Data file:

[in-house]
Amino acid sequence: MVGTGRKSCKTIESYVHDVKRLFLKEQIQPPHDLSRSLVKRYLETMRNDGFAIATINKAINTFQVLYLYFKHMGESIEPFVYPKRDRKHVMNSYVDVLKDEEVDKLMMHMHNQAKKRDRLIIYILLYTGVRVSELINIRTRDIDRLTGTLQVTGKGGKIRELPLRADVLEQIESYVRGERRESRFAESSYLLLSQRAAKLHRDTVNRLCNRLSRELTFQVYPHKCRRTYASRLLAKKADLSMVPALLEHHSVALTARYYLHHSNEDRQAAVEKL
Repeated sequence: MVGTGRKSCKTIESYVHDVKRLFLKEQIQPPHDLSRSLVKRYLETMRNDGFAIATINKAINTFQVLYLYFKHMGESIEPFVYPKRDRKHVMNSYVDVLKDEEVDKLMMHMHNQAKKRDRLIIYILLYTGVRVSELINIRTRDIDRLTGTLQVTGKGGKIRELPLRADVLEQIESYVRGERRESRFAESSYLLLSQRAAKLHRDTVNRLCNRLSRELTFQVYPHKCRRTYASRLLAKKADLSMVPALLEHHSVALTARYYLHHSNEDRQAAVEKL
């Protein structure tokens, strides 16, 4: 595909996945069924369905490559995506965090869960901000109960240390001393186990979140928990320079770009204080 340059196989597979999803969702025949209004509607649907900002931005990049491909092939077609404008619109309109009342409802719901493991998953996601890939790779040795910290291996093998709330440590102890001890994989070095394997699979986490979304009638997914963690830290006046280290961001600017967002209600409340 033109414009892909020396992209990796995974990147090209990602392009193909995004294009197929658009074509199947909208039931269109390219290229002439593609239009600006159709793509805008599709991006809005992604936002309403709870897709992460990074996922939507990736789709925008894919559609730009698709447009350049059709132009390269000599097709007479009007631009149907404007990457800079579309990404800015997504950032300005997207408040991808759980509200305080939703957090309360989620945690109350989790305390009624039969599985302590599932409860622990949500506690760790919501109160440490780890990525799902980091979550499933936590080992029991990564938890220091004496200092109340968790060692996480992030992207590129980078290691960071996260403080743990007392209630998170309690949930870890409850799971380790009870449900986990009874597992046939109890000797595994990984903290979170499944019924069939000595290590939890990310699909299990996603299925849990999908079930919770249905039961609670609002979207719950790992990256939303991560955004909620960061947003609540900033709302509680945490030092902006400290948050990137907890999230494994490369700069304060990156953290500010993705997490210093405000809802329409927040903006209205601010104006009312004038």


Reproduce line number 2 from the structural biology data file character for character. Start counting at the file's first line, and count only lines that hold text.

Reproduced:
Amino acid sequence: MVGTGRKSCKTIESYVHDVKRLFLKEQIQPPHDLSRSLVKRYLETMRNDGFAIATINKAINTFQVLYLYFKHMGESIEPFVYPKRDRKHVMNSYVDVLKDEEVDKLMMHMHNQAKKRDRLIIYILLYTGVRVSELINIRTRDIDRLTGTLQVTGKGGKIRELPLRADVLEQIESYVRGERRESRFAESSYLLLSQRAAKLHRDTVNRLCNRLSRELTFQVYPHKCRRTYASRLLAKKADLSMVPALLEHHSVALTARYYLHHSNEDRQAAVEKL